If you’re like me, a millennial born and raised in Maui, chances are you’ve done your fair share of goodbye. It’s a fact of life here that groups of friends barely last – one friend goes to school, job opportunities attract a few, and another buys a house on the mainland for a fraction. of Maui’s median price (which, by the way, was $ 790,000 for a single person). family homes last month)… and before you know it, this group of friends is just a group chat. It is a reality that I lived and which is confirmed in a recent report by Pacific Resource Partnership, a consortium representing the construction union Hawaii Regional Carpenters Council.
The report, entitled “Hawaii Perspectives: Understanding the Mindset of Hawaii Residents”Is based on data collected by the national firm ALG Research, who surveyed 942 registered voters across the state.
He found that 45 percent of Hawaii residents have, or have a household member who has seriously considered leaving. Hawaii. For young adults aged 18 to 34, this ratio is higher, at 66%. Similarly, 51% of university graduates plan to bid on the Aloha State a hui hou.
The top three reasons for displacement are not surprising to anyone familiar with the struggle: the high cost of living, job opportunities elsewhere, and expensive housing.
But the “brain drain”, the loss of talented young people due to emigration, is only one depressing implication of the report. Survey respondents also shared a grim vision for the future.
More residents believed that the standard of living of children growing up in Hawai’i would worsen than those who thought it would improve. Optimism for their own financial future has also waned, as the number of people who said they were “a little better” than a year ago fell from 42 percent in 2015 to 25 percent in 2019. Over the same period, the percentage of people who said they were doing “about the same thing” more than doubled.
47 percent of “long-time residents” said they thought Hawaii was “seriously on the wrong track,” following the 39 percent who thought the state was heading in the right direction. Some of the top issues that respondents say are getting worse include homelessness (79 percent said it’s getting worse) and the availability of affordable housing (71 percent).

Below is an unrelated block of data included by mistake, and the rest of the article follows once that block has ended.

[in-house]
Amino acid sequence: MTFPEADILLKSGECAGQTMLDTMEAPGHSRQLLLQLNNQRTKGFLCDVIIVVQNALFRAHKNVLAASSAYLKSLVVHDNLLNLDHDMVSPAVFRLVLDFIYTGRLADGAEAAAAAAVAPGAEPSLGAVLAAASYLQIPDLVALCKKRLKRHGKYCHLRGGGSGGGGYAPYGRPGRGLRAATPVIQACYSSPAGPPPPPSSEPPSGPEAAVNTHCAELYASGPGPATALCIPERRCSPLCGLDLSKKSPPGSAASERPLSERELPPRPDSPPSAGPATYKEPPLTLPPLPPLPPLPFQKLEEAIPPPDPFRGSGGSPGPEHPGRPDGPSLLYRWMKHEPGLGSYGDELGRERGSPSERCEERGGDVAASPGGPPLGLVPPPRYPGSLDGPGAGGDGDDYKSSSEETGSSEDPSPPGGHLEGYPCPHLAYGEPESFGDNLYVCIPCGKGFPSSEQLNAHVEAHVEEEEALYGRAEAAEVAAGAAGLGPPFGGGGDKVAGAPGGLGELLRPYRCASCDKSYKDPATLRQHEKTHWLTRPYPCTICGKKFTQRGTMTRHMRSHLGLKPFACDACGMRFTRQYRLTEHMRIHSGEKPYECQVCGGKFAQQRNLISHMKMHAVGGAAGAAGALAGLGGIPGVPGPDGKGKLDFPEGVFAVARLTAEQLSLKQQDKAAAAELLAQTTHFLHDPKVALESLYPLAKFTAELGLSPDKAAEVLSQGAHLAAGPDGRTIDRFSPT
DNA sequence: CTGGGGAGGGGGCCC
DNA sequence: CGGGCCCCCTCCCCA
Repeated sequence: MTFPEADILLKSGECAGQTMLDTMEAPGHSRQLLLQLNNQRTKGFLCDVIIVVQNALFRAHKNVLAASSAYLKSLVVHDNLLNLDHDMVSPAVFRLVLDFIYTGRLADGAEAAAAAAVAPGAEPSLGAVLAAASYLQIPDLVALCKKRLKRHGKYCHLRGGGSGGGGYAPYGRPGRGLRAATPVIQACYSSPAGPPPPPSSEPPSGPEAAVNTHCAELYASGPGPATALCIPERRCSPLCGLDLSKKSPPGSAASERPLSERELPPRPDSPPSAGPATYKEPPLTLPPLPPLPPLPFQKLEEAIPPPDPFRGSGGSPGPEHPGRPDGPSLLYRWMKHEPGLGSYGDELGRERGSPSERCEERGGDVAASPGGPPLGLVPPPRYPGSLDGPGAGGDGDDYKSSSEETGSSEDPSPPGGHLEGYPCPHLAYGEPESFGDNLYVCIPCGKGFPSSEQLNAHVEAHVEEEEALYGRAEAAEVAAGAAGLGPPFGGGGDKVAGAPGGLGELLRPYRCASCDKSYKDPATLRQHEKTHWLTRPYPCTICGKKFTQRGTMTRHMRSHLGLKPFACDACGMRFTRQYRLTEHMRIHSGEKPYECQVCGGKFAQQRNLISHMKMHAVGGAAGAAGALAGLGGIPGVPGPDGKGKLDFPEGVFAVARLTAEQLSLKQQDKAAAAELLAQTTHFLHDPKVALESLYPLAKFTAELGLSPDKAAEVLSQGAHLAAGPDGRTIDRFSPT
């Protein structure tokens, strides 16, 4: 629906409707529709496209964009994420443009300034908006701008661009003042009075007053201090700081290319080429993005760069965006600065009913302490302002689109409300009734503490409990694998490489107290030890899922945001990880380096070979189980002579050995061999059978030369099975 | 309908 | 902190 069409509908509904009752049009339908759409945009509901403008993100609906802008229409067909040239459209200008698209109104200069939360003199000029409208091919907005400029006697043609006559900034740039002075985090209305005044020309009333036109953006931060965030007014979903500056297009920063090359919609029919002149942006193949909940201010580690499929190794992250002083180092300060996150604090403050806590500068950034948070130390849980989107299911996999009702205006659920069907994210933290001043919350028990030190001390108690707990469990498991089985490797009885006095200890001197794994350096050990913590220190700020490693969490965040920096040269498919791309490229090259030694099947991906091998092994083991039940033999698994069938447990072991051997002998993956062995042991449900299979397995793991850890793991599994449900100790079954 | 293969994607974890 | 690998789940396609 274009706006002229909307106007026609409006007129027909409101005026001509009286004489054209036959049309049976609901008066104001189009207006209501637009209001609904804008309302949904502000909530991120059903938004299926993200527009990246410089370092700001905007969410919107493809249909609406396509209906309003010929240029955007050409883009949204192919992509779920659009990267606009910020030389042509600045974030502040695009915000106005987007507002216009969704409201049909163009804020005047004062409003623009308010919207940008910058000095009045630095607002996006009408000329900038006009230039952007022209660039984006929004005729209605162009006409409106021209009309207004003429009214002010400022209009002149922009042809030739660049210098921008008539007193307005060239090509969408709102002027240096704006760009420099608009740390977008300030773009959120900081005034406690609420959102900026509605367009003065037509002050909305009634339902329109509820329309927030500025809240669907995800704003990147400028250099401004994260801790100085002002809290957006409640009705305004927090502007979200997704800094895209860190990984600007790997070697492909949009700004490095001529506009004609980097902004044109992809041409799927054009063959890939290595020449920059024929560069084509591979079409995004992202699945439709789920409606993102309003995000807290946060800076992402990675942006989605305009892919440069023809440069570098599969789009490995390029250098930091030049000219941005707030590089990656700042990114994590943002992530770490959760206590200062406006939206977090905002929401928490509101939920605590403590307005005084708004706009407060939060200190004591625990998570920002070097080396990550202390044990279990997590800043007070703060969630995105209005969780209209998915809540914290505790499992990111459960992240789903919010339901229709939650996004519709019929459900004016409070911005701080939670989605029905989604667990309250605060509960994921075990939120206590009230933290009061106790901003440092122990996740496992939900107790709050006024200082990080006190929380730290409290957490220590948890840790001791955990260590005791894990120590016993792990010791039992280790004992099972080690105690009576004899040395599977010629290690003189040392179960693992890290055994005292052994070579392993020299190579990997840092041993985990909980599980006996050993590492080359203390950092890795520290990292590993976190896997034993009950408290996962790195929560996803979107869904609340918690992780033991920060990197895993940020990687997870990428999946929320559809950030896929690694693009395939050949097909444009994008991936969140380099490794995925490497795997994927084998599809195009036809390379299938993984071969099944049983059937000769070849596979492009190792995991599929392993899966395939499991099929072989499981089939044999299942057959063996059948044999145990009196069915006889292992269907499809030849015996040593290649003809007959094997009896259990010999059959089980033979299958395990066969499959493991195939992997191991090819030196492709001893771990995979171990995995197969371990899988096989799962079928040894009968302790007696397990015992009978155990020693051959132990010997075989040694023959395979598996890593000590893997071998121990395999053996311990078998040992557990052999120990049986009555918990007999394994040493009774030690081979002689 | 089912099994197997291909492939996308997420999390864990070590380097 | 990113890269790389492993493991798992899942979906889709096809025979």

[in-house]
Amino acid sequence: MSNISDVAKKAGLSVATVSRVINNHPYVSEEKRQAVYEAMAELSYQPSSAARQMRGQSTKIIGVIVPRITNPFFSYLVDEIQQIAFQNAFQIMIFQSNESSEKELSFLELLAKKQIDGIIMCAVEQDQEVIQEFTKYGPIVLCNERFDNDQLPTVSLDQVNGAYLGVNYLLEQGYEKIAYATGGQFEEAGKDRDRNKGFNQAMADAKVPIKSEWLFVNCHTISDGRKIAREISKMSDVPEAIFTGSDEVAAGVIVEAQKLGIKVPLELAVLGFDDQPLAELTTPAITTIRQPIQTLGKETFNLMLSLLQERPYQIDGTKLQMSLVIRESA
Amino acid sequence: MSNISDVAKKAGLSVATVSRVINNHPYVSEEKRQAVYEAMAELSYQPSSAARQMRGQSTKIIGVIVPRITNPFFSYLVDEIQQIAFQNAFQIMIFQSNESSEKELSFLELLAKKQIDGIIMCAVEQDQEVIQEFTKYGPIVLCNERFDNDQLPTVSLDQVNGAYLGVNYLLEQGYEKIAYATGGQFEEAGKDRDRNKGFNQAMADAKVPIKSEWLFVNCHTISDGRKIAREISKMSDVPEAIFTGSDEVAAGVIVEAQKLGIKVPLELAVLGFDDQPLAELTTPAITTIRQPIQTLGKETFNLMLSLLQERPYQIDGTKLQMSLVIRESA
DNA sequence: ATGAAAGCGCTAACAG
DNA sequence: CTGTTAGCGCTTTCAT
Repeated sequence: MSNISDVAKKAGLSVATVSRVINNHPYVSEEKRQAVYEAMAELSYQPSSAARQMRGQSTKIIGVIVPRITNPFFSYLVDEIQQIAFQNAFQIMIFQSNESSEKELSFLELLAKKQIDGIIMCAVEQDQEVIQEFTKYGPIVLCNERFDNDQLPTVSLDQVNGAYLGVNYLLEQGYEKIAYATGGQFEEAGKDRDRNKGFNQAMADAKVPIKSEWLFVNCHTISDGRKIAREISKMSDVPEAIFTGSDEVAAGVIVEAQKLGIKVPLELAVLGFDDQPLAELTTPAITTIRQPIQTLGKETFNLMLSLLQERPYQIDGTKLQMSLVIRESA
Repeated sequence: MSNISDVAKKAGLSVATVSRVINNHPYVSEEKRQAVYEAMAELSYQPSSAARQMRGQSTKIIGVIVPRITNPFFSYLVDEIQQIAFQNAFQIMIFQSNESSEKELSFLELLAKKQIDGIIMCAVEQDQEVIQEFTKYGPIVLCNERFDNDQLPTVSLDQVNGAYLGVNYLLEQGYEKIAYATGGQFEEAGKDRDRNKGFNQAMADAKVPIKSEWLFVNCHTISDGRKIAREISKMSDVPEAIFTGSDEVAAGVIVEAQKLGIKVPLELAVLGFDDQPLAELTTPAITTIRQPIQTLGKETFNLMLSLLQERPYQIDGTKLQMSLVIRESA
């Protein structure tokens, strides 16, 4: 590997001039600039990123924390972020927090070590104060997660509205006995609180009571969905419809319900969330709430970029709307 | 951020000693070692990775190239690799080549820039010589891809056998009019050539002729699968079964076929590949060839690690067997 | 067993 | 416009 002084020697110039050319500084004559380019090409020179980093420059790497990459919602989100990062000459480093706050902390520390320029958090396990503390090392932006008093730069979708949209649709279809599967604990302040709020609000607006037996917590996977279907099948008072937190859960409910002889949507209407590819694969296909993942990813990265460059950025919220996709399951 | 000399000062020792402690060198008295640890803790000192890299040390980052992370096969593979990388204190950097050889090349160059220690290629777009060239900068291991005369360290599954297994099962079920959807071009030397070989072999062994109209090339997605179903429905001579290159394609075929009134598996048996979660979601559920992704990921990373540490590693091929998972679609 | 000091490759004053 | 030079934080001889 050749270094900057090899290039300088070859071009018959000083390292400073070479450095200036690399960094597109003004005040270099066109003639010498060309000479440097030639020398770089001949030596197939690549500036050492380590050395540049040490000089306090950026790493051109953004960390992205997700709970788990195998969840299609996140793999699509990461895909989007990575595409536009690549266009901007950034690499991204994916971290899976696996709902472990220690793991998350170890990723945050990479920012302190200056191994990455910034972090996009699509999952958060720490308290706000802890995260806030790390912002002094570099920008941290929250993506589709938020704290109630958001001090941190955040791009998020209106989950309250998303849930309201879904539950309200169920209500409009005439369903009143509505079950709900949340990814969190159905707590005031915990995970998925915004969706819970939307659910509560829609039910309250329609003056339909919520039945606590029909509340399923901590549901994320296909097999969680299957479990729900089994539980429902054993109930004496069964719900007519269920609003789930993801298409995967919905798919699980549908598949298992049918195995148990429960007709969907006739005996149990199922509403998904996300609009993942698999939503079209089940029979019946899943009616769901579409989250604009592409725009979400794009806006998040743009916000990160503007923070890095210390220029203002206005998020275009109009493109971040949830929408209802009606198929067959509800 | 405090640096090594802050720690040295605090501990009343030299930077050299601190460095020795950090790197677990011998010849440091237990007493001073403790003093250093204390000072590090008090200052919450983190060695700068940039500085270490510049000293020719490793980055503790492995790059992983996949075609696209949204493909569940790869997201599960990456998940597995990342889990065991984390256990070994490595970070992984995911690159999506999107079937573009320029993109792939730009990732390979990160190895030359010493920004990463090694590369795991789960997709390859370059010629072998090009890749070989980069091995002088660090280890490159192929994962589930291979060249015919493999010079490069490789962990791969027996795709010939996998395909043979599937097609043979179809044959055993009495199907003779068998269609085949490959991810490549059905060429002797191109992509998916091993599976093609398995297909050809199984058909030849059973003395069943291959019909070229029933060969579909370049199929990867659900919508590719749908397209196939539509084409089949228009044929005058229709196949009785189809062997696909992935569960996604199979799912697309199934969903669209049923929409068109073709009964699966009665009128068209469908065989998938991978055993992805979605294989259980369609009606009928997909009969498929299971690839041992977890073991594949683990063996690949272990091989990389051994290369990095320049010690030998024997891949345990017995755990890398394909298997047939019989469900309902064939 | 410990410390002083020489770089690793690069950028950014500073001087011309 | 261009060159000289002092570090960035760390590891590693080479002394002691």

71% said the high cost of living in Hawaii is what worries them the most about residing here, while there is a strong sense that the burden is not evenly distributed: 67% believe that economic inequality between rich and poor is growing.
It turns out that the survey responses reflect reality quite accurately. United States Census Population estimates show that since 2016, Hawai’i has experienced an annual population decline, losing a net of 3,710 residents between July 2017 and July 2018.
And like MauiTime Reported last December, U.S. Census data also shows that the median income of the highest-paid census tract in Maui has increased while the median income of the lowest-paid sectors has declined – in other words, the wealthy have fallen. get richer while the poor get poorer.
All of this points to a paradise in which locals find it increasingly difficult to survive and call each other home. And, while the status quo may work for the privileged few, it seems public perception has caught up with the challenges locals face. For some, the solution means leaving friends, family and home – and ultimately more loss for the people they leave behind. For others, it means a sacrifice, like having two jobs.
Our mayor and many council members campaigned on an affordable housing platform and supporting a Maui where residents can thrive. With the number of development projects advancing across the county, all of this raises important questions: Are these projects really for the people who inhabit this beautiful ‘aina? Are all parties invited to the table and represented in the planning? And are we doing our best to ensure that the benefits created by these projects are accessible to everyone?
Image courtesy of Flickr / steve_p2008